Microbiomes of urine and the prostate are linked to human prostate cancer risk groups

Rachel Hurst, Emma Meader, Abraham Gihawi, Ghanasyam Rallapalli, Jeremy Clark, Gemma L. Kay, Martyn Webb, Kate Manley, Helen Curley, Helen Walker, Ravi Kumar, Katarzyna Schmidt, Lisa Crossman, Rosalind A. Eeles, David C. Wedge, Andy G. Lynch, Charlie E. Massie, Marcelino Yazbek-Hanna, Mark Rochester, Robert D. MillsRichard F. Mithen, Maria H. Traka, Richard Y. Ball, Justin O'Grady, Daniel S. Brewer, John Wain, Colin S. Cooper

Research output: Contribution to journalArticlepeer-review

Abstract

Background: Bacteria play a suspected role in the development of several cancer types, and associations between the presence of particular bacteria and prostate cancer have been reported.

Objective: To provide improved characterisation of the prostate and urine microbiome and to investigate the prognostic potential of the bacteria present.

Design, setting, and participants: Microbiome profiles were interrogated in sample collections of patient urine (sediment microscopy: n = 318, 16S ribosomal amplicon sequencing: n = 46; and extracellular vesicle RNA-seq: n = 40) and cancer tissue (n = 204).

Outcome measurements and statistical analysis: Microbiomes were assessed using anaerobic culture, population-level 16S analysis, RNA-seq, and whole genome DNA sequencing.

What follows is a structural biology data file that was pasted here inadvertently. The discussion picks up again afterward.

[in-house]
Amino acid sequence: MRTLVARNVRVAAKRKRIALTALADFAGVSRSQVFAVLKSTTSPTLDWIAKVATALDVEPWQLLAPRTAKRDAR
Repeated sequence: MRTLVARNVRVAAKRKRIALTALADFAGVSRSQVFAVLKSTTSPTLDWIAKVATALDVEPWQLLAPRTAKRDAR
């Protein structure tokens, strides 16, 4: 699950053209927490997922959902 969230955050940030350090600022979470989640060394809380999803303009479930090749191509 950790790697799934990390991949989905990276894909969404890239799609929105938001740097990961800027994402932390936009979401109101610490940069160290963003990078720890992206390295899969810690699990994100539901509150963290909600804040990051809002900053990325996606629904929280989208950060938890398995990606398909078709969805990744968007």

Results and limitations: We demonstrate an association between the presence of bacteria in urine sediments and higher D’Amico risk prostate cancer (discovery, n = 215 patients, p < 0.001; validation, n = 103, p < 0.001, χ2 test for trend). Characterisation of the bacterial community led to the (1) identification of four novel bacteria (Porphyromonas sp. nov., Varibaculum sp. nov., Peptoniphilus sp. nov., and Fenollaria sp. nov.) that were frequently found in patient urine, and (2) definition of a patient subgroup associated with metastasis development (p = 0.015, log-rank test). The presence of five specific anaerobic genera, which includes three of the novel isolates, was associated with cancer risk group, in urine sediment (p = 0.045, log-rank test), urine extracellular vesicles (p = 0.039), and cancer tissue (p = 0.035), with a meta-analysis hazard ratio for disease progression of 2.60 (95% confidence interval: 1.39–4.85; p = 0.003; Cox regression). A limitation is that functional links to cancer development are not yet established.

Conclusions: This study characterises prostate and urine microbiomes, and indicates that specific anaerobic bacteria genera have prognostic potential.
Original languageEnglish
JournalEuropean Urology Oncology
Early online date18 Apr 2022
DOIs
Publication statusE-pub ahead of print - 18 Apr 2022

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